Shanghai port knocks Hong Kong off No2 spot
Shenzhen expected to overtake the city by next year
Shanghai has overtaken Hong Kong as the world's second-busiest port behind Singapore, according to first-quarter throughput figures released by the Hong Kong Port Development Council, marking another drop down the rankings for the former No1.
The mainland port outstripped Hong Kong by 380,000 20-foot equivalent units (teu) in the first three months and is expected by analysts to remain ahead at the end of the year.
Hong Kong lost its position as the world's busiest port in 2005, when it was overtaken by Singapore. Within two years, the city has slipped behind Shanghai and is poised to fall further, with fast-growing Shenzhen port expected to overtake it next year.
'It won't take long. Shenzhen will outstrip Hong Kong as the third-largest port next year,' said Sunny Ho Lap-kee, executive director of the Hong Kong Shippers' Council.
Hong Kong port, including container terminals at Kwai Tsing, the river terminal and mid-stream services, handled 5.5 million teu in the first quarter, up 2.3 per cent over the same period last year. Shanghai moved 5.88 million teu, up 28 per cent. Shenzhen throughput rose 8.2 per cent to 4.26 million teu.
Throughput at Hong Kong declined 8.8 per cent last month after 5.4 per cent growth in January and a 14.2 per cent increase in February. Shenzhen also had mild growth last month.
Mr Ho attributed the slow growth at the start of the year to seasonal effects related to the Lunar New Year, which this year extended to March.
Hong Kong is being overtaken by mainland ports as the city's industrial plants have moved across the border and further up the Pearl River Delta, where exporters are increasingly choosing Shenzhen as their port of call.
In 1994, Hongkong International Terminals, the largest port operator in Hong Kong, started building a container terminal in Yantian to capitalise on the movement of shipments to Shenzhen.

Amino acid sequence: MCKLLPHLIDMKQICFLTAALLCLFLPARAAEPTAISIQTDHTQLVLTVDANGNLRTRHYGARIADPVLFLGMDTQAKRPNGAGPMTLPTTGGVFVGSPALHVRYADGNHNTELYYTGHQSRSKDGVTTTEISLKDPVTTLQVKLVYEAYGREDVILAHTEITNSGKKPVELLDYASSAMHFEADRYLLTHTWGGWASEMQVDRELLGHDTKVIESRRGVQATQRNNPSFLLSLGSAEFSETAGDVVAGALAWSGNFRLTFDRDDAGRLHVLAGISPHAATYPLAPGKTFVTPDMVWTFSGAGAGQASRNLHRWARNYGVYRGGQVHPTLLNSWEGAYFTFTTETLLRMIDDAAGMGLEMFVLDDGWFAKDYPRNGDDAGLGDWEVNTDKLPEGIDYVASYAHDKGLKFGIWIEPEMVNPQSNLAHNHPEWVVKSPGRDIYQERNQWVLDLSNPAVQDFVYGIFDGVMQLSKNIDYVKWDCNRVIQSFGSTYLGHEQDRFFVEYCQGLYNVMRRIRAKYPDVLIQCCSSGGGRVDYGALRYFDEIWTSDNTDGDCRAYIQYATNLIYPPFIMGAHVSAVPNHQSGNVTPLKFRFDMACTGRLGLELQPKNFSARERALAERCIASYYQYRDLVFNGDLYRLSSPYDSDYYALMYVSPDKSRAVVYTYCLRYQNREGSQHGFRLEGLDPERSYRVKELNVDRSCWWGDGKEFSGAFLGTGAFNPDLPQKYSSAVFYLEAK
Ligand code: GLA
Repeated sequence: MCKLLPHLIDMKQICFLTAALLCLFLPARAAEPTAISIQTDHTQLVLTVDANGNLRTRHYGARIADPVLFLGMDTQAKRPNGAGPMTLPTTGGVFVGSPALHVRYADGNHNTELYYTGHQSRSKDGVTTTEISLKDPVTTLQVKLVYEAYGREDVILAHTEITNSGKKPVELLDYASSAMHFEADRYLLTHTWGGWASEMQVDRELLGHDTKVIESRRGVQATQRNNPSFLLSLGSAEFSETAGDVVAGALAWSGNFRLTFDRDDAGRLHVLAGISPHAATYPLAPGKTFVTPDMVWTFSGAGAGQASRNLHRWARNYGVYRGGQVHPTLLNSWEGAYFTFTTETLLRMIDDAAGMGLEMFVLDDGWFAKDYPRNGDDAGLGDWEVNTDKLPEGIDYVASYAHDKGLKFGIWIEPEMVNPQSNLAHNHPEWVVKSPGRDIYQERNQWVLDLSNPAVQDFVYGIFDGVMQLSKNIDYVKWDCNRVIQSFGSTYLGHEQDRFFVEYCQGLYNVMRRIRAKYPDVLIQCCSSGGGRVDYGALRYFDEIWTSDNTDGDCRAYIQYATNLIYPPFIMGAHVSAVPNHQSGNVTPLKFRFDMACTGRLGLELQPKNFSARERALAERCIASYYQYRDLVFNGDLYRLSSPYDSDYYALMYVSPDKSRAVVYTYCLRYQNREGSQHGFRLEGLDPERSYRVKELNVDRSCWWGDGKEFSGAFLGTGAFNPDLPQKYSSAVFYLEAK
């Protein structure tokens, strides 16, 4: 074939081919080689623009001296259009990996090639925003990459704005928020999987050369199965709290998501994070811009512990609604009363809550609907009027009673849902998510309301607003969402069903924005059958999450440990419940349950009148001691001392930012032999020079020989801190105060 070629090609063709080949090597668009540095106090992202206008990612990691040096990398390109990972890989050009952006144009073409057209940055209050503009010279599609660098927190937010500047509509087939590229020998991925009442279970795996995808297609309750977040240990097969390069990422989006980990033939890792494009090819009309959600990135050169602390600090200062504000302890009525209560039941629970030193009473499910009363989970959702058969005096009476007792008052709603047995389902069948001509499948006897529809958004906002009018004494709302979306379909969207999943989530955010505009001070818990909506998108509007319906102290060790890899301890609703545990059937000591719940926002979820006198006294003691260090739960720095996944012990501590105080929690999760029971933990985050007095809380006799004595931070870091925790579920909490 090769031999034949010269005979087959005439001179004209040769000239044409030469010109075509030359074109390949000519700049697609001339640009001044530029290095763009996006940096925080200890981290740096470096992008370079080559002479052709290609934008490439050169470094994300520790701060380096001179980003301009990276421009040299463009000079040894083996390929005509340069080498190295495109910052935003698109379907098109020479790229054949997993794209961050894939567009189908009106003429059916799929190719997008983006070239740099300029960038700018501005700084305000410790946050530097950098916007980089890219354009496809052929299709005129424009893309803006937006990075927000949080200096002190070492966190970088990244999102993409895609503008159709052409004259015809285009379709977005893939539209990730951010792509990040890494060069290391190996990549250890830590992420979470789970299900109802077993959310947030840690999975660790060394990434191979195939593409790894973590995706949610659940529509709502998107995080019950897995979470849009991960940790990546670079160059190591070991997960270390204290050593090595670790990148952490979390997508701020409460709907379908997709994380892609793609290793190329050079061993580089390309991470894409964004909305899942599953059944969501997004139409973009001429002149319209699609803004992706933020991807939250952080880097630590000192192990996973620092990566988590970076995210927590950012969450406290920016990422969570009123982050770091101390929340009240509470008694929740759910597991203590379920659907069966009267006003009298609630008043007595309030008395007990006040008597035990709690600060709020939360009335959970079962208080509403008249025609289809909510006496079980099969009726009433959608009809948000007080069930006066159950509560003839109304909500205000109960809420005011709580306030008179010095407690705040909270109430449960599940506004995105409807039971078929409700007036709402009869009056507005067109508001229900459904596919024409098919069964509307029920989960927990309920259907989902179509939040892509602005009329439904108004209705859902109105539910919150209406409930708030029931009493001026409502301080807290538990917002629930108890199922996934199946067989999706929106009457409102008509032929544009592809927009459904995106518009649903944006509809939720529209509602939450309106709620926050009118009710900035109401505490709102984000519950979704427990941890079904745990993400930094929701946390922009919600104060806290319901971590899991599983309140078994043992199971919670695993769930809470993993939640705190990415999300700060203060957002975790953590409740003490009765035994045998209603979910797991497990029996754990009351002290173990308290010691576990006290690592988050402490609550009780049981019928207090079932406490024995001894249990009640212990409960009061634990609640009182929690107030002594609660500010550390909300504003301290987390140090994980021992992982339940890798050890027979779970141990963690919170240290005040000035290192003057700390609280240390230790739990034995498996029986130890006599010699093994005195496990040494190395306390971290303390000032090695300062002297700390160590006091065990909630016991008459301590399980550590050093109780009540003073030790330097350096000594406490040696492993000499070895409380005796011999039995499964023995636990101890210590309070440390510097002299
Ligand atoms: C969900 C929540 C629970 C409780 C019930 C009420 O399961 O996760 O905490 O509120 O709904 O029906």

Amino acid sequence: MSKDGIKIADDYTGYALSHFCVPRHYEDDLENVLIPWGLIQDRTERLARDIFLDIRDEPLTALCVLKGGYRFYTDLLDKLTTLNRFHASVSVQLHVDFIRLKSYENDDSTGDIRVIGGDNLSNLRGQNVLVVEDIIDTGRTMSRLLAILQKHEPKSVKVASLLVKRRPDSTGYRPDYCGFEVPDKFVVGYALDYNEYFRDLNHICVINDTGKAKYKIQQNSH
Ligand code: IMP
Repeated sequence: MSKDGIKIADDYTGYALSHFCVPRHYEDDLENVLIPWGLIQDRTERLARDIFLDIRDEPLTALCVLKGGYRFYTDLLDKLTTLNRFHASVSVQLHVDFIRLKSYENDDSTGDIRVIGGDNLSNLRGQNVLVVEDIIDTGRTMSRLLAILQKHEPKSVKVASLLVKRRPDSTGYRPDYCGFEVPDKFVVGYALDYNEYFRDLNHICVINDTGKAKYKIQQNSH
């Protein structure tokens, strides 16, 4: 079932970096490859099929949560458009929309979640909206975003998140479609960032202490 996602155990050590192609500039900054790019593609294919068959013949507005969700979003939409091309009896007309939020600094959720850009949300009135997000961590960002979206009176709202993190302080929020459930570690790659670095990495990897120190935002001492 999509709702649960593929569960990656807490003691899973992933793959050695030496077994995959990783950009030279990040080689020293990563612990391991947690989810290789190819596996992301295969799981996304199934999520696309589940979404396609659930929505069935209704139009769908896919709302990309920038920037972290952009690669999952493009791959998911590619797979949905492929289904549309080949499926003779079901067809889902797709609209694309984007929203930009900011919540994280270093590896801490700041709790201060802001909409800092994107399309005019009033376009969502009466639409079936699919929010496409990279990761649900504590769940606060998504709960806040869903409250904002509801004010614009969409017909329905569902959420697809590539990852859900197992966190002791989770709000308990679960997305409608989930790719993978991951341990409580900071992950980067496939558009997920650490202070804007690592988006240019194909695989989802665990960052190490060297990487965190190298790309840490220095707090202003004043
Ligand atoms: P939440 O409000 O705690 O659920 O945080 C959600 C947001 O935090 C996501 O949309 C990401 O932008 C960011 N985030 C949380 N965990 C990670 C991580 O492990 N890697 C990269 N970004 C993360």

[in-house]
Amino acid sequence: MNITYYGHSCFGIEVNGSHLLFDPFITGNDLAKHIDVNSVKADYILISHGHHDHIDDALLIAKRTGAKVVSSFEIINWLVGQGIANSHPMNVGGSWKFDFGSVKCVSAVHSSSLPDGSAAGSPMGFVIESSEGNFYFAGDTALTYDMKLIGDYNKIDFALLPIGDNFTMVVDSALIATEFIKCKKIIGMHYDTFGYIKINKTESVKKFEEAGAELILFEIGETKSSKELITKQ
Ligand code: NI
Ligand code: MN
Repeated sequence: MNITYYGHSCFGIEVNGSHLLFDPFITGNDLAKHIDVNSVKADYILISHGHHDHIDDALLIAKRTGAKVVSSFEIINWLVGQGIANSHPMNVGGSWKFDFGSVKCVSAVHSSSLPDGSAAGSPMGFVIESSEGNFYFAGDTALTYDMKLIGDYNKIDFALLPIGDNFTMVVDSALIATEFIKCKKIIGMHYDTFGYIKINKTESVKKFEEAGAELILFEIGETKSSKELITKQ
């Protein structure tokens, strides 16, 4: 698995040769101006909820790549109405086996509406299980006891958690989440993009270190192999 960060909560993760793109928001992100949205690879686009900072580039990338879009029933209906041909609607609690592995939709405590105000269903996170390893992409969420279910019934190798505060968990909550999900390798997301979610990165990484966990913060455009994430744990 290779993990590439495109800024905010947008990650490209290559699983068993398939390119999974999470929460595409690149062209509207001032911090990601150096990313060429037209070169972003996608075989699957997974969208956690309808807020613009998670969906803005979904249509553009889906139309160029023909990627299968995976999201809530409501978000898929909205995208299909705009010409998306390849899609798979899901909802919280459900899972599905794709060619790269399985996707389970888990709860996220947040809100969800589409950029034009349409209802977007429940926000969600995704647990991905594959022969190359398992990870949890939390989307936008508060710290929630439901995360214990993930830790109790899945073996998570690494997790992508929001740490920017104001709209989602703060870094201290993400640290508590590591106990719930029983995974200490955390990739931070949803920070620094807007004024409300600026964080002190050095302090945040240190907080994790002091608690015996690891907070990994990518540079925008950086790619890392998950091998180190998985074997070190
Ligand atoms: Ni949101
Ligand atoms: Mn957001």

Shanghai was a different story, said a transport analyst. The city is at the helm of the Yangtze River economic zone and cashing in on the economic growth of the region. The Shanghai government pressed hard to make the city the largest port in the world, let alone China, by constructing the 18 billion yuan Yangshan Port.
The local government has also introduced concessions and government instructions to divert shipments to Yangshan.
Relay handling charges for cargo containers moving to and from locations in the Yangtze River delta were cut 53 per cent and shuttle rates between Shanghai's older port at Waigaoqiao and Yangshan were lowered in May last year to 150 yuan from 350 yuan per teu.
After implementation of the measures and an order that Europe-Asia trade be reallocated to Yangshan from Waigaoqiao, Yangshan handled a remarkable 3.25 million teu throughput in its full-year of operation last year.
A second phase of the port, which went on stream in December, will add four more berths by next year.
Shanghai International Port Group, the main operator in Shanghai, is looking to its hinterland along the Yangtze River to lengthen its catchment area, reaching as far as Wuhan, in Hubei province.
As for Hong Kong, the problems of the terminal business have been addressed by the industry for years but the city's government has yet to implement effective measures to stem the damage.
A proposed bridge linking Hong Kong to Macau and Zhuhai has yet to be decided on, as has the construction of Container Terminal 10.